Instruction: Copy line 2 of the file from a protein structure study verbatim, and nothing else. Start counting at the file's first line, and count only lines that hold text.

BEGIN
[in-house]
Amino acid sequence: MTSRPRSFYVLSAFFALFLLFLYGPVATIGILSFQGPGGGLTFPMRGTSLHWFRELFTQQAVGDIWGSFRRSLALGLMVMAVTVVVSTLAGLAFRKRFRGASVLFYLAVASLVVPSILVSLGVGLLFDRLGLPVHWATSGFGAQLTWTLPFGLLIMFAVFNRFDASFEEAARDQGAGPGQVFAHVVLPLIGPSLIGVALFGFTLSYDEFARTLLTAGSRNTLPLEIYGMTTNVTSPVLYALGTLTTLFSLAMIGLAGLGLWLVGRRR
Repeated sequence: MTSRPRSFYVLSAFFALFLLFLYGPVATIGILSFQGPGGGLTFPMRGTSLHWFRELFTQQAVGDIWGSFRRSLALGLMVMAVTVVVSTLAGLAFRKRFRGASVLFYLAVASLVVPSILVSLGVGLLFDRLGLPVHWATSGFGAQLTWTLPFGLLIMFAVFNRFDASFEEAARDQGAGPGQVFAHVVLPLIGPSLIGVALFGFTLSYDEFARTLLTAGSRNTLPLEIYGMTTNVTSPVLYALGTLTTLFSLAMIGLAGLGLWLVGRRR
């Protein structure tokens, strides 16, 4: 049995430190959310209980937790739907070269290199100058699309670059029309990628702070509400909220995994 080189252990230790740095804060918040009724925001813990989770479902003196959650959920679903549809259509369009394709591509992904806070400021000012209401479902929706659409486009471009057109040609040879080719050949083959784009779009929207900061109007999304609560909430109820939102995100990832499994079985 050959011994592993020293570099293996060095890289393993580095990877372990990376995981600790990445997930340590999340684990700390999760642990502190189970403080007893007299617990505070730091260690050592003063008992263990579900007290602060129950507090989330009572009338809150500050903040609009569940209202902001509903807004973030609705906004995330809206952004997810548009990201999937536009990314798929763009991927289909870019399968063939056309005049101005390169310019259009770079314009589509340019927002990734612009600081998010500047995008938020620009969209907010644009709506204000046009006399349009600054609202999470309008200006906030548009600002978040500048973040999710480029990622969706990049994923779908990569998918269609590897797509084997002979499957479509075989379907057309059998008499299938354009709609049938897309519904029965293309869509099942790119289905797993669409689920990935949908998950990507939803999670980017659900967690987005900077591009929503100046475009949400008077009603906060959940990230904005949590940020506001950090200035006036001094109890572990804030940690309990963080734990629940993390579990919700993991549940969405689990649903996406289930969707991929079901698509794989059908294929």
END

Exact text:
Amino acid sequence: MTSRPRSFYVLSAFFALFLLFLYGPVATIGILSFQGPGGGLTFPMRGTSLHWFRELFTQQAVGDIWGSFRRSLALGLMVMAVTVVVSTLAGLAFRKRFRGASVLFYLAVASLVVPSILVSLGVGLLFDRLGLPVHWATSGFGAQLTWTLPFGLLIMFAVFNRFDASFEEAARDQGAGPGQVFAHVVLPLIGPSLIGVALFGFTLSYDEFARTLLTAGSRNTLPLEIYGMTTNVTSPVLYALGTLTTLFSLAMIGLAGLGLWLVGRRR